Smaller parties, Independents in Rajya Sabha unite for more talk time

Vice-President formally recognises a group of 22 MPs as a consolidated bloc

Updated - December 01, 2016 05:42 pm IST

Published - October 14, 2016 02:48 am IST - NEW DELHI:

The winter session of Parliament will see a changed Rajya Sabha, not because of any election being held to the Upper House, but because Vice-President Hamid Ansari has formally recognised a group of 22 MPs belonging to parties with less than four MPs and certain independents as a consolidated block — the United Group.

Only third time

This is only the third time in the history of Indian Parliament that this is happening, the first was in 1983, and the second in 1990. The rarity of such a grouping is not surprising considering the party-wise divisions that usually rule parliamentary practice.

Hailing from ideologically diverse backgrounds and including nominated MPs like cricketer Sachin Tendulkar and boxer Mary Kom, this group of MPs have united to secure more time to speak in House debates, where their solitary or numerically lean status afforded them as little as three minutes of speech time.

Place in BAC

“We took nearly two years to form this group, but we found that smaller parties and independent MPs who may want to contribute to debates rarely got enough time to put forward a cogent argument. With this grouping, we are the third largest group of MPs in the Rajya Sabha, after the Congress and the BJP and we will find a place in the Business Advisory Committee (BAC) that decides time allotment. We will decide amongst ourselves as to who will speak on which subject and will get more time thus,” said Shiromani Akali Dal MP Naresh Gujral, who is the convener of this group. “We are grateful to Vice-President Hamid Ansari for recognising the group,” he added.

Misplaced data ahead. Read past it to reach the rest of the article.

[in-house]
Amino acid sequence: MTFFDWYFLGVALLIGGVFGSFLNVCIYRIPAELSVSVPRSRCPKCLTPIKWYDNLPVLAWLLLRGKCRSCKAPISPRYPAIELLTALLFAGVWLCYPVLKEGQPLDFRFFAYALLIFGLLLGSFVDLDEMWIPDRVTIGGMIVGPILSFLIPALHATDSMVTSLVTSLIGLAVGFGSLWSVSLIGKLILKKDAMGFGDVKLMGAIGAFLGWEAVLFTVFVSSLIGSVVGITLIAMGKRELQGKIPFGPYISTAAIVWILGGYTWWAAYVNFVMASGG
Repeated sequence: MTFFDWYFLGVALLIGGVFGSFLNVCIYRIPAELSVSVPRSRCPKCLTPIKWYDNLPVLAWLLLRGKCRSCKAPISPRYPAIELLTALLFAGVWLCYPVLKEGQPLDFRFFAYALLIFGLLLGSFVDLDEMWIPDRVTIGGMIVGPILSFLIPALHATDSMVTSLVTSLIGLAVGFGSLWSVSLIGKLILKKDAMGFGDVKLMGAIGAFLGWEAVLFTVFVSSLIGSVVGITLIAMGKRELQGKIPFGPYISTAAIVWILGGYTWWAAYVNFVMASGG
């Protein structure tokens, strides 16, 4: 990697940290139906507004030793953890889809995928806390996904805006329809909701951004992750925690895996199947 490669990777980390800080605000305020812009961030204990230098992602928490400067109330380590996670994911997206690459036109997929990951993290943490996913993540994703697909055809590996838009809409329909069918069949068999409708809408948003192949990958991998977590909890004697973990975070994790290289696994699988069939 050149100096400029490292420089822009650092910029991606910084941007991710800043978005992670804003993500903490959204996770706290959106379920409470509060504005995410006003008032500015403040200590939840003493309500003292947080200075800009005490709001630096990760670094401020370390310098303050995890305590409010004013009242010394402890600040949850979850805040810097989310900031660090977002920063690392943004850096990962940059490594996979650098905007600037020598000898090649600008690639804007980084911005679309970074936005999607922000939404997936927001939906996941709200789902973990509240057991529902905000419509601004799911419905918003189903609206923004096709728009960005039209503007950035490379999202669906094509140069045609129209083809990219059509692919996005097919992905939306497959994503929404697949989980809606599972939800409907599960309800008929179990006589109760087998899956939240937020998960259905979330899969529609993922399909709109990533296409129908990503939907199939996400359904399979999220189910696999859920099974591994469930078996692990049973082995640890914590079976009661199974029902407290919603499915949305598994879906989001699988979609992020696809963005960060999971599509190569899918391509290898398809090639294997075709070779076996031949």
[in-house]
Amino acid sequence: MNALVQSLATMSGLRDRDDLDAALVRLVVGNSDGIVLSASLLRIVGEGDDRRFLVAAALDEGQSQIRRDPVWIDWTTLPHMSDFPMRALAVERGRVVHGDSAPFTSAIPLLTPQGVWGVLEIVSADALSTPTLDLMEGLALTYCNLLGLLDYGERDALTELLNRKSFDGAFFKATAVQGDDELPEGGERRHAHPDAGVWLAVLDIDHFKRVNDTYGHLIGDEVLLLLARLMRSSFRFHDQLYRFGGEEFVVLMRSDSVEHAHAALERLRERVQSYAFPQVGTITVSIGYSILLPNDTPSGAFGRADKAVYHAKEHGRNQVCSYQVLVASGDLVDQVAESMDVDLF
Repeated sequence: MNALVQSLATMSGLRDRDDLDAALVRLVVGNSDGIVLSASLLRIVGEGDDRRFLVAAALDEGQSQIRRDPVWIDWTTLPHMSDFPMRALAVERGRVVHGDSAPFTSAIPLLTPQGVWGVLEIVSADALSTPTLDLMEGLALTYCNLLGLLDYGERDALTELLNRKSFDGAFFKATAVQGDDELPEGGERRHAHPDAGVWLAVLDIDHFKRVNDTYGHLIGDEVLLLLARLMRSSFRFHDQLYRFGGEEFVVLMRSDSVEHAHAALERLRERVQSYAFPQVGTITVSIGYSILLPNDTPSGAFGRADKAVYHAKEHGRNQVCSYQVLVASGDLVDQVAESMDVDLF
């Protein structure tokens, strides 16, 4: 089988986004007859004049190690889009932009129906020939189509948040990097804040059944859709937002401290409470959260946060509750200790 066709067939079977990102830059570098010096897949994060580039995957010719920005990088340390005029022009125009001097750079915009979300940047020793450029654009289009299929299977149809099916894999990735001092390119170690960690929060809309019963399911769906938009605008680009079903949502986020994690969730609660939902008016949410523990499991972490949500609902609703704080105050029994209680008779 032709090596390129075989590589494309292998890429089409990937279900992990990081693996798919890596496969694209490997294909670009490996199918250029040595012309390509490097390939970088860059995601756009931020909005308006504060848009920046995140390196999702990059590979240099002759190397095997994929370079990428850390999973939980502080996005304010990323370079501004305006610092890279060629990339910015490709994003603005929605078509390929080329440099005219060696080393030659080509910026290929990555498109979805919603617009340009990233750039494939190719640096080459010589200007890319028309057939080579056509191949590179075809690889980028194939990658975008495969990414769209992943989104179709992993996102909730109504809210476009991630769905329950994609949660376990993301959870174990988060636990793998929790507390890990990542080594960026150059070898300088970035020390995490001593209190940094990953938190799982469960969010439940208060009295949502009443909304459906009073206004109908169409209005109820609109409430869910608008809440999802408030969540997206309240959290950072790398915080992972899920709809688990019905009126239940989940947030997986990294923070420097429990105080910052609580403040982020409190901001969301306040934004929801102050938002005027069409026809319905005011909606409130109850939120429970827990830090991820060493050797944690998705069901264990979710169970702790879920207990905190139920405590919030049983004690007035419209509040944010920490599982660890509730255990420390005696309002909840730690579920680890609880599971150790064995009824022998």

Rajya Sabha Secretary-General, Shumsher Sheriff confirmed the recognition to UG, and told The Hindu that he had looked into the previous two instances of such a grouping for according it. “Members from smaller parties raised this issue with the Vice-President and since it is only for the purposes of participating in debates it made a lot of sense,” he added.

Time allotted to parties to speak on debates depends entirely on their strength in the House. A grouping of this kind will, therefore, make it possible, say, for a party like the Sikkim Democratic Front with a single MP to speak for as much time as say, a Samajwadi Party with 19 MPs in the Upper House.

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